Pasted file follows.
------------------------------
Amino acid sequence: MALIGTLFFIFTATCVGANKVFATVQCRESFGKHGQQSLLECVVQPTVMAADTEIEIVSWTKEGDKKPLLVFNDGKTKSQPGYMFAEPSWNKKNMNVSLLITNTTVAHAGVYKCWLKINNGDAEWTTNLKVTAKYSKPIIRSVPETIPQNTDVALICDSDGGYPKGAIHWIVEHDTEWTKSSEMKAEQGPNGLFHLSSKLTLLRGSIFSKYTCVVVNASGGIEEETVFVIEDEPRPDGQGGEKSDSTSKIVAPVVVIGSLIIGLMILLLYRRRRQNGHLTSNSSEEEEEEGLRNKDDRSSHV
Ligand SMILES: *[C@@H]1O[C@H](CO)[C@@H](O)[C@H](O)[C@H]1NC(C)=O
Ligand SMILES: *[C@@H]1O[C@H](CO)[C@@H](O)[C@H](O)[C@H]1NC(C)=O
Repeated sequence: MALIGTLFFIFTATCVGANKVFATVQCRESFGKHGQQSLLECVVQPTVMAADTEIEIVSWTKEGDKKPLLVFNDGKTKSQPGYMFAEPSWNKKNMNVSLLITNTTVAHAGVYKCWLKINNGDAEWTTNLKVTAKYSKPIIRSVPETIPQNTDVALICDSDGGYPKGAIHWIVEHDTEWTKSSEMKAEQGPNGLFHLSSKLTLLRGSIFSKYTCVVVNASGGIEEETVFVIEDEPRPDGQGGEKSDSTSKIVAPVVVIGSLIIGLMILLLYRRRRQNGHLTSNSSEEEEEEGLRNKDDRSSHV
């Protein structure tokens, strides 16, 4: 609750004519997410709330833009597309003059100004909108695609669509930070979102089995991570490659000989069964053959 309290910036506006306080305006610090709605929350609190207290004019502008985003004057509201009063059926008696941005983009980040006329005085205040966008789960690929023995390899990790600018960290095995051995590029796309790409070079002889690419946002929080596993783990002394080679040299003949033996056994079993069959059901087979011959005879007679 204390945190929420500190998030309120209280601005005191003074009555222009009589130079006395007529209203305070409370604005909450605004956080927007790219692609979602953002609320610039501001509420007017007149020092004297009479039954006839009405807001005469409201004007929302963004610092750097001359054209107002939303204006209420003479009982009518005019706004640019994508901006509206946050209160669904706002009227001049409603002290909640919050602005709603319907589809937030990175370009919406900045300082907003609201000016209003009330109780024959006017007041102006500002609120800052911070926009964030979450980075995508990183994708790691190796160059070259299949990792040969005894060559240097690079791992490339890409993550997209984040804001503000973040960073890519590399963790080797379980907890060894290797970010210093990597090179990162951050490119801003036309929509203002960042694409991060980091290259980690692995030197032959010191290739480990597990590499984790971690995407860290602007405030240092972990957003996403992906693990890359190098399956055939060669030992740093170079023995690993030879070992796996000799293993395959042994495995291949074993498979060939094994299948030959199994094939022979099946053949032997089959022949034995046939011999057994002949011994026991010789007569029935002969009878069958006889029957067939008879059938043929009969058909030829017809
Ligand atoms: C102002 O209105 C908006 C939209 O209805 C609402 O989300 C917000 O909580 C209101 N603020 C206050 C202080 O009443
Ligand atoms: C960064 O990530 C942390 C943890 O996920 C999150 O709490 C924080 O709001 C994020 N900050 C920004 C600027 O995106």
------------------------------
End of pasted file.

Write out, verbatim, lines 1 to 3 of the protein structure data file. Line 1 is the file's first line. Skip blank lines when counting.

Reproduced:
Amino acid sequence: MALIGTLFFIFTATCVGANKVFATVQCRESFGKHGQQSLLECVVQPTVMAADTEIEIVSWTKEGDKKPLLVFNDGKTKSQPGYMFAEPSWNKKNMNVSLLITNTTVAHAGVYKCWLKINNGDAEWTTNLKVTAKYSKPIIRSVPETIPQNTDVALICDSDGGYPKGAIHWIVEHDTEWTKSSEMKAEQGPNGLFHLSSKLTLLRGSIFSKYTCVVVNASGGIEEETVFVIEDEPRPDGQGGEKSDSTSKIVAPVVVIGSLIIGLMILLLYRRRRQNGHLTSNSSEEEEEEGLRNKDDRSSHV
Ligand SMILES: *[C@@H]1O[C@H](CO)[C@@H](O)[C@H](O)[C@H]1NC(C)=O
Ligand SMILES: *[C@@H]1O[C@H](CO)[C@@H](O)[C@H](O)[C@H]1NC(C)=O